It is said that only boring people get bored, but what happens to your brain after a year of ‘enforced’ boredom.
This pandemic has brought out the unusual in all of us. There is a specific monotony in the routine. You are walking around the same block day in and day out, the same chair in the kitchen, the same supermarket even if you go out, the same drive and the list seems endless.
To add to this, are the same worries most of us seem to be going through- ‘Now what?’. We cannot plan any future or look forward to anything as none of us know what is going to happen. Though we have been living through moments considered historical and this will be analyzed in the future, the long and short of this is, that this has been “Monotonous”. Any deviation from the monotony is feared, this can be a “Positive’ result of the COVID-19, or probably, a loss of job and in the worst case scenario, death.
Research has proved that this boredom has affected the mental health of many.
What happens to the mind when you are bored?
When you are bored, the ‘default mode network’ of the brain is activated. This means you turn inward. This might lead to thinking about the future plans for that day, or probably even about a specific event of the past.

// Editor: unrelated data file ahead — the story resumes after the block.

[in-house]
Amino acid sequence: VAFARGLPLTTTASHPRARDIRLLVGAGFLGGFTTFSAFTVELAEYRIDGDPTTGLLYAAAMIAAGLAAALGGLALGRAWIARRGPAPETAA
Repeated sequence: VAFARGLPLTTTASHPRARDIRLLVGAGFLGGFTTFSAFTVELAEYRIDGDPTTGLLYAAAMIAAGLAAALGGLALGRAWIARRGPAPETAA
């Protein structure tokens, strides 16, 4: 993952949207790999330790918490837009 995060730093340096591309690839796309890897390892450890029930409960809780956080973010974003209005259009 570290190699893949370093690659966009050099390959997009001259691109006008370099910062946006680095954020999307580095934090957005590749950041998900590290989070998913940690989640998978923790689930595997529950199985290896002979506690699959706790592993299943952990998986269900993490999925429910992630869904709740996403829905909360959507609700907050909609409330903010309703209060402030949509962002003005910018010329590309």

Boredom can also be associated with inaction and sleepiness. You need to be aware that boredom is a mix of agitation and lethargy. This is connected to increase in levels of stress hormones and also an increase in the heart rate. Prolonged boredom definitely affects the physical and mental health.
Responses to the boredom can be different. Many tend to eat more when bored, but getting bored also can lead to antisocial sadistic behavior. Many people tend to punish others monetarily for bad behavior.
Research also shows that boredom can be a driver for creativity. Social media has proved this with different people learning to use their time to learn sewing, cooking or even exercising for remaining fit.
Fleeting feelings of boredom is different from chronic boredom. Chronic boredom is linked to negative mental and physical health. Those who are prone to boredom are at more of a risk of depression and anxiety. These people also lean towards drugs and alcohol more.
At present, boredom is recognized as a mental health issue. This pandemic will affect the cognitive health of many. Studies have proved that people, who have lived through natural disasters, have lost their sense of well being and this is not back entirely.
One way to deal with this is to disconnect from social media and the news. You can limit your exposure to the news for around 30 minutes and nothing more. Your brain has the capability to re-route. It is advisable to stay away from the ‘flight or fight’ mode. Keep yourself busy and learn something new or take up a new hobby.